I still don’t leave it alone. I am fighting back, but it has affected me less now that I realized it is necessary. He is trying to bully me and I won’t have it. If it was a comment here and there, maybe I could leave it, but bullying me to get what he wants will bring out the Aries in me.

  16. Z,

    Yes, it really is bullying, isn’t it. That’s what Mark was doing yesterday.

    I see a pattern that goes something like this… Three months go by, maybe things aren’t where he wants them to be in his current relationship; things with us have been our version of peaceful, however he isn’t getting his required amount of attention, so he does something to get attention even if he has to bully us to do it.

    I like how you referred to your sign. Mine is Taurus. I am stubborn. I am NOT going to address the letter he gave me. I am NOT going to back down.

    Bullying doesn’t work. Not with me.

    Not anymore.

  17. Bullying…then whining and temper tantrums. Sounds like a pre-teen if you ask me. LOL!

    My good guy is a Taurus. I have to say that I love that sign! They are terrific friends with us Pisces/Aries (I am on the cusp and do swing regularly) :)

    I just had to write a response to an inflammatory email. I wrote what I really wanted to say, moved those statements around a little, then deleted them before I sent it. At least I got it out! I deleted because I am the REASONABLE person. I am not going to stoop to his level, but I won’t give in. It’s the fine art of balance….

  18. Jesse,

    This post is remarkable. I can relate to so much of it. I think the worst part of living with a N is that you lose yourself before you even know what you have walked into. Then it takes years to sort out what happened to ME and why I could not solve an unsolvable puzzle. I spent well over a decade–almost two–trying to make what was a legal marriage work. It was not a marriage. It was an arrangement that met one person’s needs but never satisfied his anger.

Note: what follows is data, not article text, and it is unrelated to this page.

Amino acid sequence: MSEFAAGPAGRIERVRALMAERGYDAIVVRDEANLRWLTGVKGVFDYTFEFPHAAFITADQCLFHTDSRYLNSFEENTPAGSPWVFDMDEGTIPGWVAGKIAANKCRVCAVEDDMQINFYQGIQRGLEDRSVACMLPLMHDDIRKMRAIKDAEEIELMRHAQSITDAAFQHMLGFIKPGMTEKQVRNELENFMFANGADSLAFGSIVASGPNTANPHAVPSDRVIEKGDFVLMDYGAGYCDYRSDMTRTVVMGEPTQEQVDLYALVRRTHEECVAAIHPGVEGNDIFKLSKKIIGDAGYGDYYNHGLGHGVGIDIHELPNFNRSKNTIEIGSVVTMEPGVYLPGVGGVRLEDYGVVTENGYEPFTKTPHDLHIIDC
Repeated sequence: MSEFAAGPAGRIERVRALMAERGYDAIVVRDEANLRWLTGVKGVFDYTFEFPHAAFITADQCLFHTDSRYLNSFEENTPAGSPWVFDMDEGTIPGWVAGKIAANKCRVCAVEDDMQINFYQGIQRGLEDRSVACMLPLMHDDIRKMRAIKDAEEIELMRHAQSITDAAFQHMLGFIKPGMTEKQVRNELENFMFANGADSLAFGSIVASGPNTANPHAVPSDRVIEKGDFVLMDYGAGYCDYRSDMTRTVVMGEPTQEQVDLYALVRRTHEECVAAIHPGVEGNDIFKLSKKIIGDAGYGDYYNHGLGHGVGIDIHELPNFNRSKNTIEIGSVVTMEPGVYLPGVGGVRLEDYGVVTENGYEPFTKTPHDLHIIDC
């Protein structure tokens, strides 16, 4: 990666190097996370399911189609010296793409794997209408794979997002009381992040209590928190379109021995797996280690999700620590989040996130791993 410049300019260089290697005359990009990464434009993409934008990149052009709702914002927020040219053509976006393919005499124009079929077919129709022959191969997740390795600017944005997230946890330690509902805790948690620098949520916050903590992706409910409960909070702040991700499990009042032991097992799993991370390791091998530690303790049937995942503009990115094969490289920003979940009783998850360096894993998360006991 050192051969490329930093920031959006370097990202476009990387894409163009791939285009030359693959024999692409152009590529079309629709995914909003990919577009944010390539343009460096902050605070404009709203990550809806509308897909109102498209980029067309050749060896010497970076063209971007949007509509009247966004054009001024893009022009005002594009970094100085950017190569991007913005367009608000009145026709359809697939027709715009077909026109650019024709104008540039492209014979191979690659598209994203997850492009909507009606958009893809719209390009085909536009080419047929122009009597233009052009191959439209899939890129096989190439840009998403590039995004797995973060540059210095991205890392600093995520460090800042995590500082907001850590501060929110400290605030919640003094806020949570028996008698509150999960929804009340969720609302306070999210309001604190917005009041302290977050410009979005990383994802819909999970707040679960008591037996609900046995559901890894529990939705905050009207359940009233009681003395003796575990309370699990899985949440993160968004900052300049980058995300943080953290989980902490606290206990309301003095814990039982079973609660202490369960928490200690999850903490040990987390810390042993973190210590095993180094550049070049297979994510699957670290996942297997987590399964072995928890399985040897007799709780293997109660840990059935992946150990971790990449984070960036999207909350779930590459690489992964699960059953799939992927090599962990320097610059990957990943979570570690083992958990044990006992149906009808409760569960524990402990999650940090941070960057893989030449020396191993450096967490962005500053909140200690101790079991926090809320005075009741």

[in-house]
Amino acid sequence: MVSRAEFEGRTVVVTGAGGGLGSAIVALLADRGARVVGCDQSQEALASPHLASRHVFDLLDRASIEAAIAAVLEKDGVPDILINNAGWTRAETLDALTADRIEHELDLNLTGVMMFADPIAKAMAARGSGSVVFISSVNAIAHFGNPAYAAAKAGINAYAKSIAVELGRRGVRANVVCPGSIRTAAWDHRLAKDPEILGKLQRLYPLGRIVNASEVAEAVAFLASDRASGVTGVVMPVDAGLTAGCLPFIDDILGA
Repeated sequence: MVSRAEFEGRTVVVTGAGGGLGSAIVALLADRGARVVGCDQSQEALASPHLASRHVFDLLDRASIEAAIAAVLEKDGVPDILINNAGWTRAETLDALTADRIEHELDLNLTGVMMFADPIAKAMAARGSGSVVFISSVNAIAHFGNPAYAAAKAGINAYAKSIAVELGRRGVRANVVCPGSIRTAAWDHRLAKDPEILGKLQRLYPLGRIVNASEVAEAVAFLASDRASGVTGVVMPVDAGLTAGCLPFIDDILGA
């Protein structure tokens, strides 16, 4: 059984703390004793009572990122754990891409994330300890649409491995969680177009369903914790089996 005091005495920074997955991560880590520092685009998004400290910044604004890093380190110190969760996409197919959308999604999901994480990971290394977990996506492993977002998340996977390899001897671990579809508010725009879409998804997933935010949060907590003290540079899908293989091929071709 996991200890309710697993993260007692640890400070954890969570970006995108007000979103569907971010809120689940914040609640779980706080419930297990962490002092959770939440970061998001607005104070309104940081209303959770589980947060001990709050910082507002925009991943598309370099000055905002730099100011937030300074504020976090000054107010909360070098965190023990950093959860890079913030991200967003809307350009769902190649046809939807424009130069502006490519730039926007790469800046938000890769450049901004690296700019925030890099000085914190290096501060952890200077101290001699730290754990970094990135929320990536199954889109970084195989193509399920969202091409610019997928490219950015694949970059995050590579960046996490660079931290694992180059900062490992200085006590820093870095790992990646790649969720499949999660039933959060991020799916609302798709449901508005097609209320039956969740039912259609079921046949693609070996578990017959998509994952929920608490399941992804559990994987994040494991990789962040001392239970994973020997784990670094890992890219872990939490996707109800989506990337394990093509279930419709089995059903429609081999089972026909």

Oh–instead of us escaping to an island, I have often thought there should be an island for the Ns–to spare the rest of society from having to deal with them.

    Keep going . . . and thriving as best as we can!

  19. Z,

    I’m on the cusp, too. Taurus/Gemini. I know what you mean about the swinging.

    Yes, we had an almost 4 hour meeting with our pre-teen yesterday, and I don’t mean Will.

    I was calm. I didn’t cry. I didn’t yell. I didn’t slam my fist on the counter.

    And yet… as much as I tried to explain … as much as Will worked up his courage and attempted to explain…

    The end result is that clearly, we were speaking completely different languages. It is beyond my comprehension that I could have ever thought that he and I ever spoke the same language. Or maybe, it’s just that now I’m finally speaking.

    Go on you for NOT STOOPING! That’s always my goal.

  20. Lynn,

    You are SO right. I never looked at it that way, but mine was an arrangement, too, never a marriage.

    I love the idea of sending them to an island, but who’d be left to run government, star in tv shows and movies, or make lots of money playing sports and cheating on their wives.

    Apologies if I sound negative today. I’ve had it with the whole lot of ’em.

  21. There is so much frustration in trying to talk rational to a N. They certainly have NO rationale, only their needs and agenda.

    I am sorry that Will had to go through that, but I am proud of him for stating his position. He is so lucky to have you as his mom and know that you are behind him 100%. Otherwise, he may fall into thinking his dad is always right.

    Oh boy is it a different language! We can’t speak or understand N as it is not how we process the world. We have to see it through our lense then translate it to theirs. Even after the translation, there is no logic there. It’s like using the Google translator for Turkish. There are no formulated sentences, just a bunch of translated words run together. It is up to you to sort it out and get the main message. However, there is still a lot lost in the translation and you can hardly blame the program for not getting the point!

    Keep your chin up. You are doing the best you can. Maybe we were never meant to get it. I mean, if we were, we wouldn’t be tortured by the confusion and word salads, now would we?

    (P.S….I use a different translator now! lol!)

  22. Z,

    My translator is a piece of crap. Either that or he does contradict himself as much as it sounds like he does.

  23. I am sure he contradicts himself as much as he says he does. If the stats are true, then only 1% of the population (other NPDs) would think he doesn’t contradict himself at all.

    Hope you get away from it all and have a lovely weekend. As for me, I am going to party like a rock star tonight and ignore all other emails until Monday (mainly because I will be sleeping! Lol!). xxx

  24. Z,

    We did have a lovely weekend.

    How was your weekend, Rock Star? Were you celebrating anything in particular?

  25. Glad you had a good weekend! I was celebrating freedom to have my own life…as always. :)

  26. Z,

    That’s always worth celebrating! ;)